Sneak Peek: Reference vs. Pointer

It’s time to let the cat out of the bag.

I’m writing a book that explains iOS programming to .NET developers! I have written seven of the twelve chapters and, I must say, it’s really coming together nicely so far. This book will be a companion manual for any .NET developer looking to make the leap into iOS programming. Considering the explosive growth in demand for iOS developers these days, I think a lot of people might benefit from a book like this.

I’m writing the book I wished for when I started teaching myself native iOS programming. It explains the terms and concepts involved with iOS programming by relating them to your knowledge of .NET development.

Here is a sneak peek from Chapter 4, titled ‘From C# to Objective-C’…

Reference vs. Pointer

Every object in a program exists at a unique memory address. Most of the time C# code stores the location of an object as a variable in the form of a reference. In contrast, Objective-C stores the memory address as a variable in the form of a pointer. C# also supports pointers, but only in blocks of code explicitly marked as ‘unsafe.’ Objective-C only supports pointers.

In iOS software every pointer consumes four bytes of memory, according to the sizeof() operator. Those bytes store a number. That number happens to be a memory address of either zero (which is known as nil) or an address at which a data object should exist. Note that I did not say a data object must exist at the address stored in a non-nil pointer. This is the fundamental difference between pointers and references. Pointers are more flexible than references, but less safe.

Another way to think about the difference between references and pointers is to consider how they are used. In .NET programming there is a garbage collector (GC) that removes unreferenced objects from memory. The GC also moves objects around on the heap (the section of memory where objects are allocated) in order to create contiguous blocks of available memory, making subsequent allocations faster. The fact that objects are moving around on the heap is completely irrelevant to C# code that only uses references to access those objects. The .NET runtime takes care of adjusting references to ensure they point to relocated objects. A reference points to an object, regardless of where it currently happens to be in memory.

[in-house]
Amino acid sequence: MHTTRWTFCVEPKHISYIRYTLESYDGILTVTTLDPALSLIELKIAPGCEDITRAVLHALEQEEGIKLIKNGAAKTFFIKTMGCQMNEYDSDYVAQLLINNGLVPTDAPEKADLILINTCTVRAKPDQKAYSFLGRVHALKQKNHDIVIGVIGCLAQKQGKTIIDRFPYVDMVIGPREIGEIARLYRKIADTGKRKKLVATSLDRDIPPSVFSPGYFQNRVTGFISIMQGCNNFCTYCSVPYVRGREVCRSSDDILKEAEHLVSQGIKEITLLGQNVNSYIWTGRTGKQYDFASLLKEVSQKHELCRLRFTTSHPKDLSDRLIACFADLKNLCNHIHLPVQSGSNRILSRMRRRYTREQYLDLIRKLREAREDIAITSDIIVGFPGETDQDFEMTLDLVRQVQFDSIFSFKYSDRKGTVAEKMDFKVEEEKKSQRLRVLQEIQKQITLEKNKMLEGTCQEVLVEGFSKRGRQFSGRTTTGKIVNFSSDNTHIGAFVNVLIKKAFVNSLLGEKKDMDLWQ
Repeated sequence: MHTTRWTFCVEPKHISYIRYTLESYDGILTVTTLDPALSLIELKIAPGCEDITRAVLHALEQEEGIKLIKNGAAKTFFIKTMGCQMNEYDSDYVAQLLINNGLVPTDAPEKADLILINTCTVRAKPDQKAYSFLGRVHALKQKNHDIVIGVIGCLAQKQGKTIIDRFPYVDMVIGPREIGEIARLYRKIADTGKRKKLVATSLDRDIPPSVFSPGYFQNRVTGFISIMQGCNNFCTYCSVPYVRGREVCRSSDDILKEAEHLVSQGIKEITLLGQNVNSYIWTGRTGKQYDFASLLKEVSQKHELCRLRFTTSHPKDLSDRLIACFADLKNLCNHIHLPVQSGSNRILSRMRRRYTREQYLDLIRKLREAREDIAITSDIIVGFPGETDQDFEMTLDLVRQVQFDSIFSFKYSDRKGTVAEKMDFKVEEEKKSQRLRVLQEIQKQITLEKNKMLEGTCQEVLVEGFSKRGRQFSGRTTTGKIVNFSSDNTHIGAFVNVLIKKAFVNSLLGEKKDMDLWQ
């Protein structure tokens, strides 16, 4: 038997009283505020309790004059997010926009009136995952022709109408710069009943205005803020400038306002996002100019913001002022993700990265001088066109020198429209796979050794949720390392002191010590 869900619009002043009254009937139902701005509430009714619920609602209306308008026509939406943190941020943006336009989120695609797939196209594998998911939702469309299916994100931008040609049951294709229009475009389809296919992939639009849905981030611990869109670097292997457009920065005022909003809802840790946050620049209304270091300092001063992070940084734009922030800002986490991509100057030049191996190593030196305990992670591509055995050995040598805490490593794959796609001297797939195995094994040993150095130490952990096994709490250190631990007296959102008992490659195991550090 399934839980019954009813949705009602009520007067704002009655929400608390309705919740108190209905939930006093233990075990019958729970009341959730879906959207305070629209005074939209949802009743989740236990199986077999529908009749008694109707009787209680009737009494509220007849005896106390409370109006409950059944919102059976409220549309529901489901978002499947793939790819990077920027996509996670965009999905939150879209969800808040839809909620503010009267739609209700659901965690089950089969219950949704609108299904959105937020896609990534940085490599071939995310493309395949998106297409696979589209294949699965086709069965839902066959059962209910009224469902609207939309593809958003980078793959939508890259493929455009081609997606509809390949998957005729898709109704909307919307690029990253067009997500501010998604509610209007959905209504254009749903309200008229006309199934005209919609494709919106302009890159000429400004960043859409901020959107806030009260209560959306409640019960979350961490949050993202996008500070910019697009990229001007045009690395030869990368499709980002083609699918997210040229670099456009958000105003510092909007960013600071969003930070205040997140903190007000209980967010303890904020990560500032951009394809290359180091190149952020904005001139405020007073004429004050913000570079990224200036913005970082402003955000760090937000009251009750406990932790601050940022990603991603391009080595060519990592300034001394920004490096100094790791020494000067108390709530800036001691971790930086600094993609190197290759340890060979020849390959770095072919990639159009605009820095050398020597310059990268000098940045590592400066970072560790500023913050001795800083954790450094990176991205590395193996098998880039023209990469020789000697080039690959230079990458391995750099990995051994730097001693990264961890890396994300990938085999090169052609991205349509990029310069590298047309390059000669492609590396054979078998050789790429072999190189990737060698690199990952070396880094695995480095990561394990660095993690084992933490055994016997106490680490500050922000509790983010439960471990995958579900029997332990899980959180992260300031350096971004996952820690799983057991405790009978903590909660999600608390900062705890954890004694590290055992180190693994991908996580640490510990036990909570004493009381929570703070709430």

Pointers, on the other hand, point to a specific location in an application’s memory address space. If an object is moved, pointers to the object’s original memory address are not automatically updated with the new address. However, since the Objective-C runtime on iOS does not have a garbage collector, and objects do not move around in memory on their own, this is not as much of a problem as one might think. The additional burden imposed by pointers on application developers is partially mitigated by Automatic Reference Counting, which I review in Chapter 5. Also, what is lost in safety and convenience by not having references is compensated by the flexibility of using pointers.

Stay tuned for more…


The book has been published! Please visit this page for more information.

This entry was posted in iOS Programming for .NET Developers, Objective-C. Bookmark the permalink.

47 Responses to Sneak Peek: Reference vs. Pointer

  1. Pingback: Big announcement on my iOS blog « Josh Smith on WPF

  2. mleyzaola says:

    I look forward for that book to be on the stores :p
    Next month I am going to work on iOS project and have no clue about the subject (yes, I can feel the pain already). Not even a bloody hello world with Monotouch.

    Do you have any sort of schedule for finishing your book Josh?


    • Josh Smith says: